Teachers' pedagogical knowledge and, most importantly, teachers' knowledge of their sociocultural context are paramount to teaching English with political stances towards dominant discourses that determine what and how to teach as well as assuming the debate surrounding bilingual education. This means the adoption of a critical position that problematizes how "the must-be discourses" can be resisted, adapted, or re-elaborated to devise local relevant pedagogies and revealing how our identity is constituted in relations to students, knowledge, institutions, and practices. As a way to exemplify, studies examining students' identities in the EFL field have helped teachers to make informed decisions and understand very important practices as the role of students' interaction into the classroom in located teaching setting (Benavides, this volume; Sharkey, Clavijo-Olarte, & Ramirez 2016). Here, the magnifying glass focuses on students' language used as a means to negotiate (affirm, modify, approve, or disapprove of) meaning and self-knowledge that might unveil how relations of power affect learners.

From my own work as teacher-researcher on the teacher-subject constitution complexity, being seduced—epistemologically speaking—by philosophical and decolonial dissertations within an interdisciplinary framework has been an open invitation to value local practices, teachers and students' voices, and to understand the complex process of becoming who we are by means of reflecting upon how we struggle to be the teachers we are. I would like to extend this invitation to all teacher-researchers to get in singularities, forms of mutual understanding.

References

Benavides, C. (2017). EFL students' social identities construction through gender-based short stories. Colombian Applied Linguistics Journal, 19(1), (11-21)

Benwell, B., & Stokoe, E. (2006). Discourse and identity. Edinburgh, UK: Edinburgh University Press

Bonilla, S. X., & Cruz, F. (2014). Critical socio-cultural elements of the intercultural endeavour of English teaching in Colombian rural areas. PROFILE Journal, 16(2), 117-133.

Castañeda-Peña, H. (2009). Masculinities and femininities go to preschool: Gender positioning in discourse. Bogotá, Colombia: Editorial Pontificia Universidad Javeriana.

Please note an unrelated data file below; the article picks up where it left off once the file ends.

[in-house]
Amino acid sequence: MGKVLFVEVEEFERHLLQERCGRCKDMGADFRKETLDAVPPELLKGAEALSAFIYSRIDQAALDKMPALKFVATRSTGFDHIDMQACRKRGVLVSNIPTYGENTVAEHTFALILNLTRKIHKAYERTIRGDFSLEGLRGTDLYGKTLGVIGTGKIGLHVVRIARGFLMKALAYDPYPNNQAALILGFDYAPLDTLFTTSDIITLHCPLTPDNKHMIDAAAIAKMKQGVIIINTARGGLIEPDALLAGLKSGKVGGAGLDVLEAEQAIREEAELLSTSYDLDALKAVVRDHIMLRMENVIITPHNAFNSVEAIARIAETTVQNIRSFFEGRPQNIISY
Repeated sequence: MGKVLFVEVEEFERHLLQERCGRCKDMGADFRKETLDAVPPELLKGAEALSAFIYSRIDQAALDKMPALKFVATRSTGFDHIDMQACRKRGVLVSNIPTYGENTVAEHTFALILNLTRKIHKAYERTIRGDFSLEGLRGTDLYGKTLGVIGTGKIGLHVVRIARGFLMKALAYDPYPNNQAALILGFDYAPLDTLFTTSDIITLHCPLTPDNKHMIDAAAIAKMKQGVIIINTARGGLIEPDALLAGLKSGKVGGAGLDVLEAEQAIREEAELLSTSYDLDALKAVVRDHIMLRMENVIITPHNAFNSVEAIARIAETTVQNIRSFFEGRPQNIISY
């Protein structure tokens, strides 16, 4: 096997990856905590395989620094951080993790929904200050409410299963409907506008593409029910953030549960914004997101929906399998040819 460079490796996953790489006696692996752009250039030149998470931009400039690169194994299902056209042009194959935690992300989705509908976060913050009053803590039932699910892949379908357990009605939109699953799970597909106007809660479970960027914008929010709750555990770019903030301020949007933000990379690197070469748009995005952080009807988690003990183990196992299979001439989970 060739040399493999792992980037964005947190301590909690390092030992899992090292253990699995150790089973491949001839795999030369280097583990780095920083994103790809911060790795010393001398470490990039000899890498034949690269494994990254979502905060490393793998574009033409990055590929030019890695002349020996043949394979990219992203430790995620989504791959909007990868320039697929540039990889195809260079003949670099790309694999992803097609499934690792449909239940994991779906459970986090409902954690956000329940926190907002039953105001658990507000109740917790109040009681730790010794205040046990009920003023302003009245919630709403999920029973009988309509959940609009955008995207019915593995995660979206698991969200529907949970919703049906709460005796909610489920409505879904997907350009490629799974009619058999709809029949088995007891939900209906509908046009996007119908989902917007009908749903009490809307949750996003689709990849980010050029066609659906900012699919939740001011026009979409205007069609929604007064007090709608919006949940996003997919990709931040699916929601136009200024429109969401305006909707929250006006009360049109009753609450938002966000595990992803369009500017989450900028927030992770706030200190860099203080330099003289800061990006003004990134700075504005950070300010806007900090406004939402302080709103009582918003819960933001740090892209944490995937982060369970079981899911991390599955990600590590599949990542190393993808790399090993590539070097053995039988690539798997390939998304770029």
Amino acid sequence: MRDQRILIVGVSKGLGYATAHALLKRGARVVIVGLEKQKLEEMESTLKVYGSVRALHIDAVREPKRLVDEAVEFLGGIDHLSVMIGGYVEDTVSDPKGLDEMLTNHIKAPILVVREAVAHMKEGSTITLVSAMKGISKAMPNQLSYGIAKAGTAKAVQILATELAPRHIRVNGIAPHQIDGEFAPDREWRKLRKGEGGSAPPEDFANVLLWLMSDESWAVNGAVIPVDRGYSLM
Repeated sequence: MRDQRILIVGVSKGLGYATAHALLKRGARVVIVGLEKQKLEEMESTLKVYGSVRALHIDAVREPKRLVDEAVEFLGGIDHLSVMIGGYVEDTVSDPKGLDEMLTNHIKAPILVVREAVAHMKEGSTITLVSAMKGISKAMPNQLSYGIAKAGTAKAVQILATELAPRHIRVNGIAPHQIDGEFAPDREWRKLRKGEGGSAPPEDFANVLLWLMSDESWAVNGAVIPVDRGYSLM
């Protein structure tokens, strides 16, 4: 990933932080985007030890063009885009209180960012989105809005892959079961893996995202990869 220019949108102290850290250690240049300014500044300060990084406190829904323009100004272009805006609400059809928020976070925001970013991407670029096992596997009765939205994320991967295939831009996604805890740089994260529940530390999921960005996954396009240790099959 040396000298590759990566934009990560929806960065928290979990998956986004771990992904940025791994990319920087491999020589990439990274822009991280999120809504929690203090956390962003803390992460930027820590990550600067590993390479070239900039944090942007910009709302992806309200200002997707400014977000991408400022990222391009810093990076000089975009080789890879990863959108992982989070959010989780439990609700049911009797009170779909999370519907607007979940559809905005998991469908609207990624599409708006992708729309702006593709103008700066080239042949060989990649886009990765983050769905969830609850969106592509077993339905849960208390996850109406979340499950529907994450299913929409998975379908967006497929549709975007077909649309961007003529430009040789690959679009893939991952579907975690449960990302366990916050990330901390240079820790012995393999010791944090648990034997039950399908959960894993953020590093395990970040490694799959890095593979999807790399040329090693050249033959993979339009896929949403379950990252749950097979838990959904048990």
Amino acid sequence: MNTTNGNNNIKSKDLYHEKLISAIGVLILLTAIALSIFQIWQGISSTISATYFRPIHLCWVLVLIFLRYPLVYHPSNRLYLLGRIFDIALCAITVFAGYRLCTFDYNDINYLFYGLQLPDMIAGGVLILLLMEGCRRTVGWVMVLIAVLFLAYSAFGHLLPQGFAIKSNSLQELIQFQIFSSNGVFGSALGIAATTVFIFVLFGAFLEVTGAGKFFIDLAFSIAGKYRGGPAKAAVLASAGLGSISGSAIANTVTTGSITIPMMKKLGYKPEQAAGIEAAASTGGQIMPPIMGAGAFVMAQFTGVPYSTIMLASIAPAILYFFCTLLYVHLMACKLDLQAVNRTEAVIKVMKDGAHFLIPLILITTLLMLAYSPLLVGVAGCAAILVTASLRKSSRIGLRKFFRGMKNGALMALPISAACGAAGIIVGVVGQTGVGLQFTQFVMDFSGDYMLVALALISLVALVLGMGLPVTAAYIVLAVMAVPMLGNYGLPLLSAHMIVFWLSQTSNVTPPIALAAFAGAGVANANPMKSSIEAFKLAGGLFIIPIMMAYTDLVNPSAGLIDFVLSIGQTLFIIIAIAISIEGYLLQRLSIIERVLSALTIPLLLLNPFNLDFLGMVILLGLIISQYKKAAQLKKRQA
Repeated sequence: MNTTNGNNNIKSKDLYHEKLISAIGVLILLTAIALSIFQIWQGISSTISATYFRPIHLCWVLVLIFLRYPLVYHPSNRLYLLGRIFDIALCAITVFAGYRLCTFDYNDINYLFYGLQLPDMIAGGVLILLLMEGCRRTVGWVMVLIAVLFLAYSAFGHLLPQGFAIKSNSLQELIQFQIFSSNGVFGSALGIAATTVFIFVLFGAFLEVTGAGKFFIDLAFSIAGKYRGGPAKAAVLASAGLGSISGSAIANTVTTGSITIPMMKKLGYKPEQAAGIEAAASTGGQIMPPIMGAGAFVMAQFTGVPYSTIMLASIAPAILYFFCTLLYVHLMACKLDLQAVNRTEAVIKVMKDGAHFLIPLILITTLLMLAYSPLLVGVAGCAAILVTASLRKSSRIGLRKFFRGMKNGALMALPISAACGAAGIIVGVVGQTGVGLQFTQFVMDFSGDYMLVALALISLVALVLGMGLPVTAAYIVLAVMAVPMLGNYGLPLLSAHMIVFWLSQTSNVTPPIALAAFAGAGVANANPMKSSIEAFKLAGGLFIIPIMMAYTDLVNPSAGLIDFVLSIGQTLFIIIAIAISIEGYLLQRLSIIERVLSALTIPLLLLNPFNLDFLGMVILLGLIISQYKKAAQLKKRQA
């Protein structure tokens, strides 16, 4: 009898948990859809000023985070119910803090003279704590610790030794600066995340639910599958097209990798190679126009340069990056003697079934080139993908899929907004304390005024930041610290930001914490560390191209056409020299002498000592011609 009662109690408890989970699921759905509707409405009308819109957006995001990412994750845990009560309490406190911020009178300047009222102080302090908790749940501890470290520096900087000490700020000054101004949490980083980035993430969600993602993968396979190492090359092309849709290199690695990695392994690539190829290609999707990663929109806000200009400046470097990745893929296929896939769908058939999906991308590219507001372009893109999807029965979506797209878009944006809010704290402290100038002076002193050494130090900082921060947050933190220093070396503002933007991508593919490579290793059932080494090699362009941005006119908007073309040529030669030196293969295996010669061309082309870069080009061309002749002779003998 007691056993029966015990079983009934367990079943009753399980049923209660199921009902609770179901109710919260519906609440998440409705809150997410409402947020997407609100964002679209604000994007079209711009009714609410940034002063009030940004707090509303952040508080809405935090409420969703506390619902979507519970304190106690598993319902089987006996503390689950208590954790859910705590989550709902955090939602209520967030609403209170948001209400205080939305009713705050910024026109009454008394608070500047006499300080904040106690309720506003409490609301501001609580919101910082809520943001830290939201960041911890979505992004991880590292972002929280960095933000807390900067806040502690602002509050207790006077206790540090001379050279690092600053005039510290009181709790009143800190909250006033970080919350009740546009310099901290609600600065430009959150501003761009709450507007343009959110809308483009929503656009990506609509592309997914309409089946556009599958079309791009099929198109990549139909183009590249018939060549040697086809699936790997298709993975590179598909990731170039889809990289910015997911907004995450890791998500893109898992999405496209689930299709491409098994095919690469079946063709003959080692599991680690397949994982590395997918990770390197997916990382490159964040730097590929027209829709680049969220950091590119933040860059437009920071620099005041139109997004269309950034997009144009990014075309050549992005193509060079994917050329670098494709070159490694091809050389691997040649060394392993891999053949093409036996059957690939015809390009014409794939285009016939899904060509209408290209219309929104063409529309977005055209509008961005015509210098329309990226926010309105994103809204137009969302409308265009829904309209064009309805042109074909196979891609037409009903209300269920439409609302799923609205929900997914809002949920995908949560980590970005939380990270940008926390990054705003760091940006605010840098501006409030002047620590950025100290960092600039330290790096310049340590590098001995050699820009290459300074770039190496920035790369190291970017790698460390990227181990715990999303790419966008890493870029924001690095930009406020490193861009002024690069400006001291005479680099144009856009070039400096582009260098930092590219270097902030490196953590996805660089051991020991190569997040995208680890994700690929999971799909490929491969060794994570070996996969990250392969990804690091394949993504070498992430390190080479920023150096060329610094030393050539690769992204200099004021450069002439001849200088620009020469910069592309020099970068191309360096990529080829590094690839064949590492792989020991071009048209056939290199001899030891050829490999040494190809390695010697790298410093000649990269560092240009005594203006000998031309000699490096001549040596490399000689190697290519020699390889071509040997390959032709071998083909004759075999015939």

Cochran-Smith, M (2004). Walking the road: Race, diversity, and social justice in teacher education. New York, NY: Teachers College Press.

Cheung, Y. (2015). Teacher identity in EFL/TESOL: A research review. In Y. Ling, S. Ben, & P. Kwanghyun (Eds.). Advances and current trends in language teacher identity research (pp. 175-185). London: Routledge.

Deleuze, G. (1993). The fold: Leibniz and the Baroque (Tom Conley, Trans.). Minneapolis: University of Minnesota Press.

Fajardo Castañeda, J. A. (2013). "What Makes a Teacher": Identity and classroom talk. Cuadernos de Lingüística Hispánica, 1(22), 127-146. Retrieved from: http://www.redalyc. org/articulo.oa?id=322229879009

Foucault, M. (1980). Power-knowledge. Brighton: Harvester.

González, A. (2010). English and English teaching in Colombia: Tensions and possibilities in the expanding circle. In A. Kirkpatrick (Ed.), The Routledge handbook of world Englishes (pp. 332-351). London: Routledge.

Johnson, K. E., & Golombek, P. (2011). Research on second language teacher education: A sociocultural perspective on professional development. New York, NY: Routledge.

Johnson, K, & Golombek, P. (2016). Mindful L2 teacher education: A sociocultural perspective on cultivating teachers' professional development. New York, NY: Routledge.

Méndez, P. (2016). Voces de los profesores de inglés sobre Bogotá bilingüe. Ponencia Congreso USTA. Bogotá. Disponible en: http://soda.ustadistancia.edu.co/enlinea/congreso/ congresoedu/3%20Politicas%20educativas%20y%20derechos%20humanos/3%20 21%20VOCES%20DE%20LOS%20PROFESORES%20DE%20INGLES%20SOBRE%20 BOGOTA%20BILINGUE.pdf